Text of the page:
What Social Listening Can Do for Associations
If you were at a party and a group of people nearby were discussing your organization or your issue, would you listen in? If you have spent any time in Washington, you know how most people will answer.
It’s for that very same reason that savvy associations and advocacy groups are setting up serious media monitoring and social listening programs. The result is new forms of analysis and business intelligence.
As David Brodwin, chief financial officer at the American Sustainable Business Council, put it, “I would no more operate without social listening than drive with the windshield painted over.”
Why Social Listening?
Of course, clip services have been available for decades, allowing organizations to simply monitor media. But the definition of media has expanded dramatically, and tracking what news outlets, cable networks, bloggers, and advocates on multiple social media platforms are saying requires a more sophisticated approach.
This goes beyond simply tracking when an organization is mentioned in order to play defense. It allows associations to monitor themselves — and their competitors and issues — and identify trends and sentiments, which can then inform all aspects of the operation, from social media and content creation to product development.
The Outdoor Industry Association, which serves more than 4,000 companies in the outdoor recreation industry, finds enough value in social listening that it actually provides it to its members.
“Anyone who is interested in understanding consumers, across every industry, should pay close attention to what they are saying and how they are behaving,” Samantha Searles, the association’s director of consumer insights, told the industry newsletter SNews.
“Part of the problem is that so many companies wait for data to identify a trend or a business opportunity,” she said. “This is a reactionary approach.”
The Outdoor Industry Association sends its Social Buzz newsletter to members twice a week, sharing insights, and does regular in-depth reports on topics identified through social listening research. For example, in March it provided a 48-page report on crowdfunding and how it might impact the industry.
“If you observe what is happening out in the marketplace right now, you can use those clues to proactively probe and identify what might be coming,” Searles said. “Social media listening research is a great tool for doing this.”
The question in many organizations will be how to create an intelligent program that balances utility with cost.
Some will reach for free services like Google alerts which, when combined with low-cost tools that monitor social media, like HootSuite or TweetDeck, can form the foundation of an economical program. Indeed, many companies seem to start that way.
But the free approach can be labor intensive, tough to organize and lacks the ability to easily track trends or identify sentiment in the coverage.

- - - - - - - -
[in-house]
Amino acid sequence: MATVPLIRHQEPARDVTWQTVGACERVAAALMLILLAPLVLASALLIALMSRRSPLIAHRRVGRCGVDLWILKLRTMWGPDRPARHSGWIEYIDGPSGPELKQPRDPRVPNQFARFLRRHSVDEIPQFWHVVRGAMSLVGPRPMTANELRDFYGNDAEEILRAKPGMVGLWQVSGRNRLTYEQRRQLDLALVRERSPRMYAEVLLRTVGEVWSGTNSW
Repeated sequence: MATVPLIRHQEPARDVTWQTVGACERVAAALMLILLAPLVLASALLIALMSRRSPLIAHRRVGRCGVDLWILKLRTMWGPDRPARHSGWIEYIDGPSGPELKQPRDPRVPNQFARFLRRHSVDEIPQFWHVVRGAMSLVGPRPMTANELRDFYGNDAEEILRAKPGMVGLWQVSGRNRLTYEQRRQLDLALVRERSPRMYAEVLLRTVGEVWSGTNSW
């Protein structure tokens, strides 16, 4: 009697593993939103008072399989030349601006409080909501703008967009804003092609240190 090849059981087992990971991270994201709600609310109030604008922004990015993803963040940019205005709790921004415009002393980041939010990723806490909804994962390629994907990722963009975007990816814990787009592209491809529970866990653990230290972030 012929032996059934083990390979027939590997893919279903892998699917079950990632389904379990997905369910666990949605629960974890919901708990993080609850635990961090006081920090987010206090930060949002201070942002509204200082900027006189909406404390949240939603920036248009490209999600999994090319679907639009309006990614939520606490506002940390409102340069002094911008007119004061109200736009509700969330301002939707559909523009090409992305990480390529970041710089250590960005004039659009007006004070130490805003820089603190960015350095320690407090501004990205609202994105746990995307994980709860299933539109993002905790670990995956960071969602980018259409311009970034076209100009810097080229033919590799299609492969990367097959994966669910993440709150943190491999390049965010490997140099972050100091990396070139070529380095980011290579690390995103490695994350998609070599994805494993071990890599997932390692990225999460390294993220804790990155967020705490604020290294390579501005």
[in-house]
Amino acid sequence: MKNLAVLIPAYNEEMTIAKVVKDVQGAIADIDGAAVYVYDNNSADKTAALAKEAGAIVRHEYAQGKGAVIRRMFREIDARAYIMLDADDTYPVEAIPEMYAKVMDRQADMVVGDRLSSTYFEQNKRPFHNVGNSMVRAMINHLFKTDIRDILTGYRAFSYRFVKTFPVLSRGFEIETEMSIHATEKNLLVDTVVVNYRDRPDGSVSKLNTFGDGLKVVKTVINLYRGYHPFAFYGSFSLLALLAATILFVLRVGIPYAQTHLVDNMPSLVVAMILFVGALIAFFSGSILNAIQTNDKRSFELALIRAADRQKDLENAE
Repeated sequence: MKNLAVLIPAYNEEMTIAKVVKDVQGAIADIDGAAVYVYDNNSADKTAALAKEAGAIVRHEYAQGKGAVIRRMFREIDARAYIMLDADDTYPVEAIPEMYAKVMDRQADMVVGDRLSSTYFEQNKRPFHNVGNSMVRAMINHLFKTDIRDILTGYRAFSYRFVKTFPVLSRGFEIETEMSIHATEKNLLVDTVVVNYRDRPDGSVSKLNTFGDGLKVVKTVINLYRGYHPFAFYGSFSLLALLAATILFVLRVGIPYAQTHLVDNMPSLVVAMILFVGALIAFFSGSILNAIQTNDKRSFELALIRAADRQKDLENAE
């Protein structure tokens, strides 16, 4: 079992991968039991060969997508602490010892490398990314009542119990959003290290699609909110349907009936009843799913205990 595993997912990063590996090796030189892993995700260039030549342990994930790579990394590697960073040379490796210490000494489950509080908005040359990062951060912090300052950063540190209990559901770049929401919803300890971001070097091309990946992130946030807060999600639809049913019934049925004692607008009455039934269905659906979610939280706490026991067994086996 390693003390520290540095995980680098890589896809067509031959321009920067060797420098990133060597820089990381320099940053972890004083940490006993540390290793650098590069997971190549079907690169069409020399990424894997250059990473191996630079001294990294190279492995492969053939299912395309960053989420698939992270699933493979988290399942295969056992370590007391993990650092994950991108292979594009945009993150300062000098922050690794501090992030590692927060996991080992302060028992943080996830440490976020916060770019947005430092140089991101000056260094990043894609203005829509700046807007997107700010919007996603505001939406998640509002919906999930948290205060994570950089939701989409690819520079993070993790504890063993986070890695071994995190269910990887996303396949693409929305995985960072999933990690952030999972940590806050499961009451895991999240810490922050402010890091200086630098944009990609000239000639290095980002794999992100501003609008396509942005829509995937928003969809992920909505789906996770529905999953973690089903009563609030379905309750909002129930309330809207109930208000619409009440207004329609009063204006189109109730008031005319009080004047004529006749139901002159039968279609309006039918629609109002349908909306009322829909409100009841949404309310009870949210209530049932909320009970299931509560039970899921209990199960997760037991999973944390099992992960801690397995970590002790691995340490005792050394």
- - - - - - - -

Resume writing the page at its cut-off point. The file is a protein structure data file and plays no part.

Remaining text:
Some communications professionals say that the need for more sophisticated tools soon becomes apparent. The Outdoor Industry Association uses NetBase. The American Sustainable Business Council uses CustomScoop, in conjunction with Hootsuite. Of course, we’re partial to CQ Media Scoop.
“You start off thinking all you need is Google, and that was true four or five years ago,” said Bob Keener, deputy director of public relations for the American Sustainable Business Council. “But it’s no longer true.”
Better tools generally cost more, but come with enhanced analytical capabilities and can reach deeper into media and social channels. Keener says that Google alerts provide only about a fifth of what is discovered through their professional solution, which he said is “significant.”
“Every week we can see coverage we didn’t know about,” he said.
The American Sustainable Business Council represents roughly 200,000 businesses through about 90 organizational members, all of which are interested in sustainable business practices. It is often seen as an alternative to organizations like the U.S. Chamber of Commerce and the National Federation of Independent Businesses.
Though it has grown a great deal in the last five years, the association is still a smaller organization and Brodwin said social listening is one tool that helps it remain competitive and serve its members.
For example, Keener said that the group writes op-ed material and being able to track everywhere those articles are picked up is extremely helpful. “It’s often hard to measure the results we think are important,” he said. “This is really measurable.”
It also facilitates getting in on important social media conversations.
“It’s hard to get a message to go viral,” Brodwin said. “You have to play very close attention, monitor what is happening, be ready to reinforce it and be ready to leverage it.”
“These tools are vital. It’s not the old days, when you got in front of a camera and you don’t know who’s out there and what they are thinking.”